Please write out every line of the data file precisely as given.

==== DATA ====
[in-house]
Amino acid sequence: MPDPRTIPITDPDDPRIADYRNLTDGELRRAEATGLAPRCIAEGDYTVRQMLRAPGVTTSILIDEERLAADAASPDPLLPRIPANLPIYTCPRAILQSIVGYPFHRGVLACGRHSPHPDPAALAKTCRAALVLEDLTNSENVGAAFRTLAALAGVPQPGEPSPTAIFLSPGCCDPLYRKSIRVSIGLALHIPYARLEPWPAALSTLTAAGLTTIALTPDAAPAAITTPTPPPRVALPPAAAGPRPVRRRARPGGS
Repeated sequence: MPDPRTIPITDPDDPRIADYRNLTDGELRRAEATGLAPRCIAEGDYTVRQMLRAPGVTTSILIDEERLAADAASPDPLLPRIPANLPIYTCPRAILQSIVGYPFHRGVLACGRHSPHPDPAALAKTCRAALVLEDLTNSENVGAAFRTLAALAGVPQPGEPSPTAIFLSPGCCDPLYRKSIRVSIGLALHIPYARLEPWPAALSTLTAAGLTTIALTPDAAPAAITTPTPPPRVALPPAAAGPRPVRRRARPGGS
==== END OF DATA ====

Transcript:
[in-house]
Amino acid sequence: MPDPRTIPITDPDDPRIADYRNLTDGELRRAEATGLAPRCIAEGDYTVRQMLRAPGVTTSILIDEERLAADAASPDPLLPRIPANLPIYTCPRAILQSIVGYPFHRGVLACGRHSPHPDPAALAKTCRAALVLEDLTNSENVGAAFRTLAALAGVPQPGEPSPTAIFLSPGCCDPLYRKSIRVSIGLALHIPYARLEPWPAALSTLTAAGLTTIALTPDAAPAAITTPTPPPRVALPPAAAGPRPVRRRARPGGS
Repeated sequence: MPDPRTIPITDPDDPRIADYRNLTDGELRRAEATGLAPRCIAEGDYTVRQMLRAPGVTTSILIDEERLAADAASPDPLLPRIPANLPIYTCPRAILQSIVGYPFHRGVLACGRHSPHPDPAALAKTCRAALVLEDLTNSENVGAAFRTLAALAGVPQPGEPSPTAIFLSPGCCDPLYRKSIRVSIGLALHIPYARLEPWPAALSTLTAAGLTTIALTPDAAPAAITTPTPPPRVALPPAAAGPRPVRRRARPGGS